A Registered Retirement Income Fund (RRIF) works like a Registered Retirement Savings Plan (RRSP) in reverse. Before, you were putting money into your RRSP as savings. Now, you withdraw money from your RRIF for income after you retire.
Like an RRSP, you choose the types of investments to hold in a RRIF. You have to follow rules about taking out a certain amount each year.
How does a RRIF work?
You don't pay tax on any of the money in your RRIF, as long as it stays in the plan. This includes any money you make from investing. You do pay tax, however, when you take money out of your RRIF for income. If there is any money left in your RRIF when you die, it will go to loved ones or to your estate.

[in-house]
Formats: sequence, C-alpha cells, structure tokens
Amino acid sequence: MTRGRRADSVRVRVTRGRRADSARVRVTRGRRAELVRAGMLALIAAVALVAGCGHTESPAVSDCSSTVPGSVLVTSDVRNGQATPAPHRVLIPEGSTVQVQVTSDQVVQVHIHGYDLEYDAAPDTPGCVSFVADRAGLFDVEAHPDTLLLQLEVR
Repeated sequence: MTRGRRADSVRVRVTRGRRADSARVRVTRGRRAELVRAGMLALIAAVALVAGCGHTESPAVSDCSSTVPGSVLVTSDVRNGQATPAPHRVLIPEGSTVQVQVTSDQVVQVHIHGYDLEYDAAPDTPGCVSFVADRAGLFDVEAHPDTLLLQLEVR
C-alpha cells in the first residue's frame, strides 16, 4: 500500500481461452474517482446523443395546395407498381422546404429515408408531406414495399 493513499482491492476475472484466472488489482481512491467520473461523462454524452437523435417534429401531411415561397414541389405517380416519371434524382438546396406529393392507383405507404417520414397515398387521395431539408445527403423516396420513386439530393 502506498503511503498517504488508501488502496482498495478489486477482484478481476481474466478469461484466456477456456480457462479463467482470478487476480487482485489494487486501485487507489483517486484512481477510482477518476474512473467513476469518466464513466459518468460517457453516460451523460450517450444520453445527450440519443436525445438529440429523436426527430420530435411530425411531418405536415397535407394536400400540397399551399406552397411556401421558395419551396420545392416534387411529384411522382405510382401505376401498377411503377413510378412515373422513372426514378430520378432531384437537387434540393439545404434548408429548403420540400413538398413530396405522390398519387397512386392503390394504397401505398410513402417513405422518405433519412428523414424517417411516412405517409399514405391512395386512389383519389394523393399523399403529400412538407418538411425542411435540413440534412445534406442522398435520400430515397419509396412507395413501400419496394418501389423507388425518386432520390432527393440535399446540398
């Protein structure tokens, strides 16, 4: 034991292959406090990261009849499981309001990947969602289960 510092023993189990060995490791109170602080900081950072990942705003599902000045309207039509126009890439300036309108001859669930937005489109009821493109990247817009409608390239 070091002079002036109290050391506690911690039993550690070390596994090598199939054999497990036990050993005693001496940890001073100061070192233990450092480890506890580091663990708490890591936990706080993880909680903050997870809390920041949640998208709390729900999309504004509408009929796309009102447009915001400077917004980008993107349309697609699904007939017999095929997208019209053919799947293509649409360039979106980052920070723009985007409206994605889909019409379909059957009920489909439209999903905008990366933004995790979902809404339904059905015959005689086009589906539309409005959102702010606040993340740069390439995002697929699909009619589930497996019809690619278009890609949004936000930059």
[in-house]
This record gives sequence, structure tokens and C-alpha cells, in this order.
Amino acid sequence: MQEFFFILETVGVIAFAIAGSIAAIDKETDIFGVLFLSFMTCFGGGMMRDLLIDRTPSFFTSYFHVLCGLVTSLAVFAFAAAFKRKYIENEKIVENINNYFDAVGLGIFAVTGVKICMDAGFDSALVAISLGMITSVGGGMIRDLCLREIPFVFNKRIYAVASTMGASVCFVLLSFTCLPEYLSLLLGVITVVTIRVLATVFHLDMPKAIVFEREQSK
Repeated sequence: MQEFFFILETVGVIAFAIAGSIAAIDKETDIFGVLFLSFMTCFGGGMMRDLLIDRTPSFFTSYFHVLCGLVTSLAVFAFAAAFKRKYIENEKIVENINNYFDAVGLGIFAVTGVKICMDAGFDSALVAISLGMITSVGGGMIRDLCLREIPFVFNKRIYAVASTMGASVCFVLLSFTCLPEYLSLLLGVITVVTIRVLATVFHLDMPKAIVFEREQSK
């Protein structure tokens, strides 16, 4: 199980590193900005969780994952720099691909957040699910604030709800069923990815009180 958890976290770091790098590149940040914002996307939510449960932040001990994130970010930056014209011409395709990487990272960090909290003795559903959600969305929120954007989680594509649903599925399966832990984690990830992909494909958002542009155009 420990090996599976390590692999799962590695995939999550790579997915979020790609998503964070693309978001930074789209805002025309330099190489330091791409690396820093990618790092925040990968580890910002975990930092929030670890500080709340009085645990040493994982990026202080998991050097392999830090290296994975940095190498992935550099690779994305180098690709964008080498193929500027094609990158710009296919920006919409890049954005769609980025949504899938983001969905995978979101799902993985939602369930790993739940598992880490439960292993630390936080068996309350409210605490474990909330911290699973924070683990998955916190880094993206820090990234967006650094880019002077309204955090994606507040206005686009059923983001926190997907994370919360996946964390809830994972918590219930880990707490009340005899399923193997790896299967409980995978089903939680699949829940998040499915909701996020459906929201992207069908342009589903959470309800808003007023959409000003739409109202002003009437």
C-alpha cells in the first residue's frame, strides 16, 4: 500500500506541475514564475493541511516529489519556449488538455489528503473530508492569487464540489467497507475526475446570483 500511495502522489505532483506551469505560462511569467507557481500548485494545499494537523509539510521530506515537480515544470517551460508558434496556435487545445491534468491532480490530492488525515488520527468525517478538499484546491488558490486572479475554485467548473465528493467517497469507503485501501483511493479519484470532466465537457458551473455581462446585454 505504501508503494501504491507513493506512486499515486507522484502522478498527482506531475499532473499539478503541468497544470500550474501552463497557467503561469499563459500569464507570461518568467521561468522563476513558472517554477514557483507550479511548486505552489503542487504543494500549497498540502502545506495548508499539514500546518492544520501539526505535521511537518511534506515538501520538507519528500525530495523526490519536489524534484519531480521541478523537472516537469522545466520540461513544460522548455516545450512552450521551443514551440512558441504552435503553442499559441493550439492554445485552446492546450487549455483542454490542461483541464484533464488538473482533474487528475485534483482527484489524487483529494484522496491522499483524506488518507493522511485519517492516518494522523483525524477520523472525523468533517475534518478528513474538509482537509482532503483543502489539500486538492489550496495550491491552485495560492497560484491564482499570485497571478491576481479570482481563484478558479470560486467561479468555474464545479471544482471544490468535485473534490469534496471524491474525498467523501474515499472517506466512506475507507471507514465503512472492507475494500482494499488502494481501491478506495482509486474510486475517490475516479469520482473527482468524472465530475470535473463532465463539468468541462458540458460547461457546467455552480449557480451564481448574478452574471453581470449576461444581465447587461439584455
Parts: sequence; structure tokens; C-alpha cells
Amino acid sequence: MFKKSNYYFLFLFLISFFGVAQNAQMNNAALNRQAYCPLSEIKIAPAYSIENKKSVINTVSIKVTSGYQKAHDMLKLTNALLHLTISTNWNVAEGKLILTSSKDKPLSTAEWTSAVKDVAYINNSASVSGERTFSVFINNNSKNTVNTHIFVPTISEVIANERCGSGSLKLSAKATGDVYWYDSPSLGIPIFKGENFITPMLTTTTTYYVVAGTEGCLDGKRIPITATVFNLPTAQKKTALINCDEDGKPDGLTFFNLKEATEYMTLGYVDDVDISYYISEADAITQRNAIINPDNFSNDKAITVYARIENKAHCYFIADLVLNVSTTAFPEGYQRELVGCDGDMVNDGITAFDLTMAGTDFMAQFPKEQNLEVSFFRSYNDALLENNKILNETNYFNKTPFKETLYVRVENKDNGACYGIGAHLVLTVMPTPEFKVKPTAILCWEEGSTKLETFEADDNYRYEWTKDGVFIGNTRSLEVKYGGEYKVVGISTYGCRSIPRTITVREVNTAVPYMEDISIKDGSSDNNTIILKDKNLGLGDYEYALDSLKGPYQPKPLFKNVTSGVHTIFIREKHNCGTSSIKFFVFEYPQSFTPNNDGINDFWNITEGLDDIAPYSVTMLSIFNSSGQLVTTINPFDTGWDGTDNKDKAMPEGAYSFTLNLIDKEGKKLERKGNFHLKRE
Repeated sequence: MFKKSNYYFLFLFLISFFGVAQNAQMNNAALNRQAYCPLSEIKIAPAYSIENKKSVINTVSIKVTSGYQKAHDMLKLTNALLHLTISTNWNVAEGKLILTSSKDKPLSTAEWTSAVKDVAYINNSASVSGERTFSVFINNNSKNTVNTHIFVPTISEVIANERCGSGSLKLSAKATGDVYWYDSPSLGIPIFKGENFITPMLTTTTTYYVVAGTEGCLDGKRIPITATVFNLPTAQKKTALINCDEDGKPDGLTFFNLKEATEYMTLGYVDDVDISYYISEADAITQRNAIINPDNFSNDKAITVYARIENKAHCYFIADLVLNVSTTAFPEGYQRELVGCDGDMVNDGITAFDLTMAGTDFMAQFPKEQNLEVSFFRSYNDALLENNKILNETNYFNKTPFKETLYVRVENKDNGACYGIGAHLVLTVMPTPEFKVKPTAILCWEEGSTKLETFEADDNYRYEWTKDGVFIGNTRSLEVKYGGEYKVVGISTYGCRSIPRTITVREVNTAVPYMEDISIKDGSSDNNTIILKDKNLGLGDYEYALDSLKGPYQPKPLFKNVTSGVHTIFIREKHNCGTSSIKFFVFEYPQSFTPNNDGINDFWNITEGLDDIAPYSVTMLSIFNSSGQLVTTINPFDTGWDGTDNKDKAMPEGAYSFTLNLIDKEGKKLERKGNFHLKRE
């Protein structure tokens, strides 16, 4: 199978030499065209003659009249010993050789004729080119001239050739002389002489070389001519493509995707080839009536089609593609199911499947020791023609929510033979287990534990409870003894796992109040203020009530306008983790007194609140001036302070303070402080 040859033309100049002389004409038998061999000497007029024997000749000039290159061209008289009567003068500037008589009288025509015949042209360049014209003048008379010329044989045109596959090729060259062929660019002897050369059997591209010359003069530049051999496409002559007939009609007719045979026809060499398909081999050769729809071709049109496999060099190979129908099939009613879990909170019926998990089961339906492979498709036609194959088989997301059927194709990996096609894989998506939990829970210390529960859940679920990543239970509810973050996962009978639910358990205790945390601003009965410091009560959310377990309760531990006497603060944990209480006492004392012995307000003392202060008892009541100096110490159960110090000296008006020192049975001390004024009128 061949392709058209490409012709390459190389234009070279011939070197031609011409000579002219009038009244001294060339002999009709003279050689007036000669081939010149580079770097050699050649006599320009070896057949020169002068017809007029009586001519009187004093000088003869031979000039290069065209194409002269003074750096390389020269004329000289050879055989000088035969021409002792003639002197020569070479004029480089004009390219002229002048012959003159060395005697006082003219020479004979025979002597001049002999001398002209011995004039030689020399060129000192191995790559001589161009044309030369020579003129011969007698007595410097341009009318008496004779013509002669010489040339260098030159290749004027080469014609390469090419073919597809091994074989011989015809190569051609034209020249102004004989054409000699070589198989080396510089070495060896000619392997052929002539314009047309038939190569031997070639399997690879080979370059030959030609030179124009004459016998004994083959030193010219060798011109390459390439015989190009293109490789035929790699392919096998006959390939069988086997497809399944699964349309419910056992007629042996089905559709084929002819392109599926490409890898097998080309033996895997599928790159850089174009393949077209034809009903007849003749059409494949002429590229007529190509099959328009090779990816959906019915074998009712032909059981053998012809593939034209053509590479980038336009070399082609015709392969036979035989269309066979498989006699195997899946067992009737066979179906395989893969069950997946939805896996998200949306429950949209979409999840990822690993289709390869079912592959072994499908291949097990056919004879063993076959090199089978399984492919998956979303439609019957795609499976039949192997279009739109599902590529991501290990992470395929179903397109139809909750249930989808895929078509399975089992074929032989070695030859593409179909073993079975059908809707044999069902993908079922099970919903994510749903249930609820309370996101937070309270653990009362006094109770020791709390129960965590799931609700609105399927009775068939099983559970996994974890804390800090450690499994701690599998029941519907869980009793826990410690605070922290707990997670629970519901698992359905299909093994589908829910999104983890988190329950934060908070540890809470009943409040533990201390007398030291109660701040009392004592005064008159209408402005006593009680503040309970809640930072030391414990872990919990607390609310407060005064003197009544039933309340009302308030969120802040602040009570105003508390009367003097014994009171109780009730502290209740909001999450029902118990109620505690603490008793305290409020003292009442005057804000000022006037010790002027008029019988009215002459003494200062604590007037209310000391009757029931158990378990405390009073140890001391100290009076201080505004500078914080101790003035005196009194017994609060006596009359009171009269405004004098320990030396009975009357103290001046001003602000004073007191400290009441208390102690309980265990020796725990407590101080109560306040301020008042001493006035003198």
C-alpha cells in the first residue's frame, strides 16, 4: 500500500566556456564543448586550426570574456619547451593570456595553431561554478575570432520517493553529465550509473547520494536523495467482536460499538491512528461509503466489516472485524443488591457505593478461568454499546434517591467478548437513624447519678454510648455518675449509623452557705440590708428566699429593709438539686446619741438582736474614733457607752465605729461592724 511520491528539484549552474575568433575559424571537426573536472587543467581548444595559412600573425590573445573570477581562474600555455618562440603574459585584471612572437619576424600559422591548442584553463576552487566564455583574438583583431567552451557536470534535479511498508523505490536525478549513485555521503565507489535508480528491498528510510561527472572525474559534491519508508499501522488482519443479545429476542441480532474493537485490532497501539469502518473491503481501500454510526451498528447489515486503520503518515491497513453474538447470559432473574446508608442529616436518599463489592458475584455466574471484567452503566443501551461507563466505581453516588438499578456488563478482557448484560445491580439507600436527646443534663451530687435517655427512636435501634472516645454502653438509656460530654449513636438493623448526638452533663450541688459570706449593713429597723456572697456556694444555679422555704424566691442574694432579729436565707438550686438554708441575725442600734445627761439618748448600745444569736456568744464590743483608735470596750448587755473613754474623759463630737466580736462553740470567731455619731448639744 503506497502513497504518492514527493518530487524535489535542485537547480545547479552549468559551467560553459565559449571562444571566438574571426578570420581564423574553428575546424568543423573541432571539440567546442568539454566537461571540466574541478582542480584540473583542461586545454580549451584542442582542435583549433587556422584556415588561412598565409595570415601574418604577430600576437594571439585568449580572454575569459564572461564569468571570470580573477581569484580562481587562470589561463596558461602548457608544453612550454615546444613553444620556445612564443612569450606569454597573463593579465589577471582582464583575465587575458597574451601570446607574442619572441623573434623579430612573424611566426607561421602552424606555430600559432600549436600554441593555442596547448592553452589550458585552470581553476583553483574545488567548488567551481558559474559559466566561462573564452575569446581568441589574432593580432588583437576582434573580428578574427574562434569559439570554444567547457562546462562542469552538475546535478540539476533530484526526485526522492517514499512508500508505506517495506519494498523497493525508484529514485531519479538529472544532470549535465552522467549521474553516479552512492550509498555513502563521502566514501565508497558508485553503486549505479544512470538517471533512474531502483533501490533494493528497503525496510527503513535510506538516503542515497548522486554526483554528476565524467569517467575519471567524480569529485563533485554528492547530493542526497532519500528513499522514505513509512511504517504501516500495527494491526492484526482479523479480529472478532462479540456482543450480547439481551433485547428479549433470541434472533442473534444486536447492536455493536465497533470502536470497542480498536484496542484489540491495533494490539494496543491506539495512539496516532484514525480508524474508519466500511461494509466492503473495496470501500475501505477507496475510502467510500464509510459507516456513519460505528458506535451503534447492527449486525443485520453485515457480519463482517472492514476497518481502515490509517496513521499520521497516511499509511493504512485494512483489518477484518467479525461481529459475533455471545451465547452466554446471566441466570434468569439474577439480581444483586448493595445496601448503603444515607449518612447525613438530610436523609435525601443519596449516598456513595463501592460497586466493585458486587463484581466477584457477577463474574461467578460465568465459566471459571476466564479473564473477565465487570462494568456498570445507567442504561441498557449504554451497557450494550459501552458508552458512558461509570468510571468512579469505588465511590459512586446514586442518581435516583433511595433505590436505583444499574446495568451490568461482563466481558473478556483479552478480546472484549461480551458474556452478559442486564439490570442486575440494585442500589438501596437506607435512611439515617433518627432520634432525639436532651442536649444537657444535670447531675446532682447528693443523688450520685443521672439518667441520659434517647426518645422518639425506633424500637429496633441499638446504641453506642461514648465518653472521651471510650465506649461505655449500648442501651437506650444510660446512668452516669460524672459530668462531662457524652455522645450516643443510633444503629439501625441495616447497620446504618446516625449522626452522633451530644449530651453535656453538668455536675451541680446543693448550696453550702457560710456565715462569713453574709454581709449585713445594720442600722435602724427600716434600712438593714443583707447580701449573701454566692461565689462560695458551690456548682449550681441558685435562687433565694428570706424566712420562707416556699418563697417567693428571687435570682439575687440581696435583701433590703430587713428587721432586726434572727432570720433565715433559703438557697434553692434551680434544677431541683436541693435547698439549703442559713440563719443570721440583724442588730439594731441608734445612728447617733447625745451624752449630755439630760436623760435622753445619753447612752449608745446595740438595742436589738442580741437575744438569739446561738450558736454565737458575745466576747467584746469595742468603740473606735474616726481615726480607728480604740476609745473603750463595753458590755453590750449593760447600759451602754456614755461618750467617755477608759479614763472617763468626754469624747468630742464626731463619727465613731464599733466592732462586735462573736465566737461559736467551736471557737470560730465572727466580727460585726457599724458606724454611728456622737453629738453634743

You must withdraw a minimum amount from your RRIF each year. You choose which investments to sell to provide the cash for your withdrawals. You also decide how often you would like to receive your payments. Most people choose regular payments, such as monthly, quarterly (every three months), semi-annual (twice a year), or annual (yearly) payments.
You can also withdraw extra money from your RRIF when you need it. There is no maximum withdrawal limit per year.
Remember: A RRIF is for income when you retire
You have to follow rules about taking out a certain amount each year. You only pay tax when you withdraw money from the plan.
Content in this section is provided in partnership with the Investor Education Fund, a non-profit organization promoting financial literacy to Canadians. To find out more go to GetSmarterAboutMoney.ca.